Hamzeh Abu Hashem, 16, is still incarcerated in an Israeli prison. He’s been in jail for more than two months. It wasn’t easy to find out, this week, exactly where the legal proceedings against him stand. Apparently, it didn’t occur to anyone in the Israel Defense Forces that maybe, after the experience the youngster endured – soldiers set one of their dogs on him brutally – he should be treated a little more humanely, leniently. Even though the army’s cruelty in the West Bank extends to children, too.
- WATCH: Israeli soldiers threaten Palestinian teen with dogs
- IDF’s special canine unit filled key functions in Gaza
- Israeli army temporarily halts use of attack dogs in West Bank
- Palestinian boy is free from jail, but not from nightmares
- Israeli army closes off West Bank village after stone-throwing incidents
On December 23, the soldiers in the Oketz canine unit were filmed releasing an attack dog on the petrified teen, and shouting at him, as the dog held him in a vice-like grip, “Who’s a chicken, who’s a chicken, you son of a bitch.” The soldiers are free; their victim is in prison, and no one knows when he will be released, despite the trauma he underwent.
Forgiveness, pardon, consideration, humanity or at least psychological treatment for the boy – none are in evidence. Nor has there even been the possibility of letting his parents visit him after he was wounded, if only in order to help calm him down, and themselves, too.
Helplessly, their hearts bleeding, the parents watched the video last week. They were under the impression that attorney Neri Ramati was handling their son’s case, but that turned out to be inaccurate. This week, Ramati referred them to another lawyer, Khaled al-Araj, who said he did not know what fate awaits his client.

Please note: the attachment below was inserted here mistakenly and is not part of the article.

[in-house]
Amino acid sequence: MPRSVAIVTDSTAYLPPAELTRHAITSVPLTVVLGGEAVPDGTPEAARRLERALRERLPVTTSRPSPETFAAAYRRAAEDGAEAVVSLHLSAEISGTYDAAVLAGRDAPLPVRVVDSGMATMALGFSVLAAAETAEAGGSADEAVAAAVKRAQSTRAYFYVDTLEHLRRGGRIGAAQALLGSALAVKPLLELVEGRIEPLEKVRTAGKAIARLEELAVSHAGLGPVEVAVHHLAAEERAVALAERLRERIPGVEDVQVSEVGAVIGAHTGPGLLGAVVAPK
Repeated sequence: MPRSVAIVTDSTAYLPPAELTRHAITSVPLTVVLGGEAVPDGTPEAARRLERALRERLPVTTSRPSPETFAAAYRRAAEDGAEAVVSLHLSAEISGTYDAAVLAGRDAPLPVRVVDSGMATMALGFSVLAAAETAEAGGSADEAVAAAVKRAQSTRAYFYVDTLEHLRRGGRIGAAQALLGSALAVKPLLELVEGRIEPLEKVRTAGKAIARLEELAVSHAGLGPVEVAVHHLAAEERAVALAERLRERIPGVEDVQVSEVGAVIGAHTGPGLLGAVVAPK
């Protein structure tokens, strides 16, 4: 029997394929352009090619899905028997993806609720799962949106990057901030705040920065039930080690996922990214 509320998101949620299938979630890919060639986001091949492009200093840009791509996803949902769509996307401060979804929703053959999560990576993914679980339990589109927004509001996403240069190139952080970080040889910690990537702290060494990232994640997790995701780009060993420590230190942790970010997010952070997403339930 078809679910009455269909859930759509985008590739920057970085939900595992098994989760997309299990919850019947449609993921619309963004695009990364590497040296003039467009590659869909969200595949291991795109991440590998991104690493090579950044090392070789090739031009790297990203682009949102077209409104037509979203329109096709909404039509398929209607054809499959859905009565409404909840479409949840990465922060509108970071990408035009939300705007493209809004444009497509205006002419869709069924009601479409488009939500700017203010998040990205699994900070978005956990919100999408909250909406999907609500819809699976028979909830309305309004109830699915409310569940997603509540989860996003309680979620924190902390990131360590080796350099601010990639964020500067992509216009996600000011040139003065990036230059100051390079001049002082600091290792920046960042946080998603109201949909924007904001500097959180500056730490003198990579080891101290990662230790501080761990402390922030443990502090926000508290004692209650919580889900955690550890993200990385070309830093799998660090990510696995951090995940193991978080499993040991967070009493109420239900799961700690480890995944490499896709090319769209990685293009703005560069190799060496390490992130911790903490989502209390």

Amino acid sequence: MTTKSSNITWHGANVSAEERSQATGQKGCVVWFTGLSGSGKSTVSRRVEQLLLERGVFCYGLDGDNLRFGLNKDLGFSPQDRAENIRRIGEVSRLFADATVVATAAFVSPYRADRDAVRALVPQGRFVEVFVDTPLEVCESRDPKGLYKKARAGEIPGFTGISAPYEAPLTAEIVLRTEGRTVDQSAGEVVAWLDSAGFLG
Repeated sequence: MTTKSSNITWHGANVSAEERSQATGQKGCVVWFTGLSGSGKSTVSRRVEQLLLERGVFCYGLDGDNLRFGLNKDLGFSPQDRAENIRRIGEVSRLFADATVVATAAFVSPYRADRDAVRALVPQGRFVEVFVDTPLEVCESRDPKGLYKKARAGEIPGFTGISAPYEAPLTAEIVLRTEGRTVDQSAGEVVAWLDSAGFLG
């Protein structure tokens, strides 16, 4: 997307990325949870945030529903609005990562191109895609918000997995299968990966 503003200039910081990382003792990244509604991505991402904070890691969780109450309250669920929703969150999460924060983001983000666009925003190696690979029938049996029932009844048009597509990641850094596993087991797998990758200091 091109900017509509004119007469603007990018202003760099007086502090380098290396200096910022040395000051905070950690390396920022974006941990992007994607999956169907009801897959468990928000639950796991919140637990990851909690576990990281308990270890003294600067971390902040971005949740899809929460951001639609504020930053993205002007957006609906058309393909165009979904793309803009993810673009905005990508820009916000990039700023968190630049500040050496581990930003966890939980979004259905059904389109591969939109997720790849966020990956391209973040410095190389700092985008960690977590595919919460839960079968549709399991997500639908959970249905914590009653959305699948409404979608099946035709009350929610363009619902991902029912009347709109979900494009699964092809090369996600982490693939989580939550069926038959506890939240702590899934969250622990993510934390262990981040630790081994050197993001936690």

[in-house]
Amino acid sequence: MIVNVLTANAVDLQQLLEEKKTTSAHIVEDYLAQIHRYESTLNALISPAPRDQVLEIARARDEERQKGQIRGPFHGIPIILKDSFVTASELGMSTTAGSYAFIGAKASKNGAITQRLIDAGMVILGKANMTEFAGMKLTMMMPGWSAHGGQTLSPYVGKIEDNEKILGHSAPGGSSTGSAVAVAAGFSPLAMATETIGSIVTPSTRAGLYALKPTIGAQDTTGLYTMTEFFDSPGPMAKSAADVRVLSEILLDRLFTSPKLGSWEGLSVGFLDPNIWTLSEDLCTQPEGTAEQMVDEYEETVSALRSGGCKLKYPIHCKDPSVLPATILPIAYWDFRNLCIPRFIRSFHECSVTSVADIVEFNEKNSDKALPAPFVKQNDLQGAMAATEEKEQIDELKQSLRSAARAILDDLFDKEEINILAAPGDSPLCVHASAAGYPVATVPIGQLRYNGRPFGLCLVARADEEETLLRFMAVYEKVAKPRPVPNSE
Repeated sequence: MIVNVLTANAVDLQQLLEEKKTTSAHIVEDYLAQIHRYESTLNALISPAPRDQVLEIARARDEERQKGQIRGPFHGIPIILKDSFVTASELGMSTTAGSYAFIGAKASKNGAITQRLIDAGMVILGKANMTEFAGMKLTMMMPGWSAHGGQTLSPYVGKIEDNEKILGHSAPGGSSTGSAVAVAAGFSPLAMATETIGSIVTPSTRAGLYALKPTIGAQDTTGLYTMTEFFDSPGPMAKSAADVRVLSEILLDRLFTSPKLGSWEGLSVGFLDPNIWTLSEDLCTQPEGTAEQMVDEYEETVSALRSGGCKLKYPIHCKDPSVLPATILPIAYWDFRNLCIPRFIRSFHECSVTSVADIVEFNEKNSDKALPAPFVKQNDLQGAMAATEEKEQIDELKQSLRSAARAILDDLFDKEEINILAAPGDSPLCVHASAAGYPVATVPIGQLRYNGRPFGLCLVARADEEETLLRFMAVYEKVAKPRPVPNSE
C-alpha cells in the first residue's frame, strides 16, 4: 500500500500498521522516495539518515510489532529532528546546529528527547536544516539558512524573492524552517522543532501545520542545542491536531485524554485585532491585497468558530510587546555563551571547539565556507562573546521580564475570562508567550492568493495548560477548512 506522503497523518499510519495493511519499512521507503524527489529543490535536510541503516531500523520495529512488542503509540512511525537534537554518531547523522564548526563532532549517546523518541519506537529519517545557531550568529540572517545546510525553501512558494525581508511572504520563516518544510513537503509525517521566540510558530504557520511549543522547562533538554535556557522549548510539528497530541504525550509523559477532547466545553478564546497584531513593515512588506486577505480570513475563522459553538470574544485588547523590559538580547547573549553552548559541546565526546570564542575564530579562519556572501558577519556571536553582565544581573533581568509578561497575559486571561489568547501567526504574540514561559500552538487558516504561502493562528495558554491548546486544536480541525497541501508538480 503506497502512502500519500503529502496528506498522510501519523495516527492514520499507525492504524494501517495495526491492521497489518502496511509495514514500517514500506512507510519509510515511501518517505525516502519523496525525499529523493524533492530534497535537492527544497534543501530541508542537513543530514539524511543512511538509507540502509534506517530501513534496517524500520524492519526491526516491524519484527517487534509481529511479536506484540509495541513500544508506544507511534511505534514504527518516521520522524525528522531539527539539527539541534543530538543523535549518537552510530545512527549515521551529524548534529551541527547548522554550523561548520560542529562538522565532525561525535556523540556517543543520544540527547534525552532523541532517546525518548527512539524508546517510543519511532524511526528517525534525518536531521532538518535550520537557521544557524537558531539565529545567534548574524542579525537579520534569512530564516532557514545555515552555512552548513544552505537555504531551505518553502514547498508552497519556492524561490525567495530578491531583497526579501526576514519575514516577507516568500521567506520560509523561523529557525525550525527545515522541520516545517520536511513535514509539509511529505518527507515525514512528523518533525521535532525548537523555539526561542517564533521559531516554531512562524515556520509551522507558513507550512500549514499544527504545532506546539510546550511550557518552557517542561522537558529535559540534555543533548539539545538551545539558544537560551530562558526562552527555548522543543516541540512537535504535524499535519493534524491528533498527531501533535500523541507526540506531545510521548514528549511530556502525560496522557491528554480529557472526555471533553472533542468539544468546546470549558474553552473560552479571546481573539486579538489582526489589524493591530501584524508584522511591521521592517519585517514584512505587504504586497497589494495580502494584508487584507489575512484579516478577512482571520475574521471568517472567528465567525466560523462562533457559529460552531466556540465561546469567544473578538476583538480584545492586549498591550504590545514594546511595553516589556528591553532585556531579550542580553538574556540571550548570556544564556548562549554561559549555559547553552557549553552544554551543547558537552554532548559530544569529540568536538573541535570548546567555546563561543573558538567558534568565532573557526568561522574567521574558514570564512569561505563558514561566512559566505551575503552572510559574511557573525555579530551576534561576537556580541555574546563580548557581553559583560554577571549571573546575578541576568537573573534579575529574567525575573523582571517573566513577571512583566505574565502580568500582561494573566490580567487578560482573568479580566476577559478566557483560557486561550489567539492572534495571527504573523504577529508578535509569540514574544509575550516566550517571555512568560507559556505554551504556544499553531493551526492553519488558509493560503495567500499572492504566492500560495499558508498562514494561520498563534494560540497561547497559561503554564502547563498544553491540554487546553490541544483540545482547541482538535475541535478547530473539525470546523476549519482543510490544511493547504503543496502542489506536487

The IDF Spokesperson’s Unit stated that because the case involves a minor, all legal proceedings are taking place behind closed doors and nothing about the discussions can be publicized, apart from the fact that he’s been charged with stone-throwing. The continuation of the trial, the IDF added, is set for March 30.
The results of the army’s investigation of the incident to date have been made known to the highest ranks of the defense establishment: the defense minister and the chief of staff.
As for the video, it was released by the ultranationalist former MK Michael Ben Ari, who wanted to bask in the glory of the abomination wrought by the bullying soldiers. “The soldiers taught the little terrorist a lesson,” Ben Ari tweeted basely. Ben Ari wanted to disseminate the video clip – to which no viewer can be indifferent – “so that every dinky terrorist who plans to harm our soldiers will learn that there’s a price [to be paid].”
According to the commander of the IDF’s Judea and Samaria Division, Brig, Gen. Tamir Yadai, as reported in Haaretz on March 5, what happened was “a serious incident in which the use of dogs shows a low level of professionalism and inappropriate ethical standards of behavior.” The IDF decided to suspend all canine activity in the West Bank until further notice. But no one thought to ask: Where is the boy? Is it right for him to remain in prison, remanded to custody until the completion of the legal proceedings against him ... [after] his intimidation and wounding by the IDF’s commando dogs?
This week, an IDF barrier blocked our way to the town of Beit Umar, situated between Bethlehem and Hebron, where Hamzeh Abu Hashem lives. We had to enter and leave by roundabout routes, like during the intifada. In the family home, at the edge of the town, the boy’s mother, Hamda Abu Hashem, 46, who is sickly and asthmatic, is worried about her son. In fact, about her two sons: Mohammed, 19, was arrested a few weeks ago, and his fate isn’t clear, either. The feeling of uncertainty and helplessness in the face of the occupation bureaucracy and judicial system is shared by many families.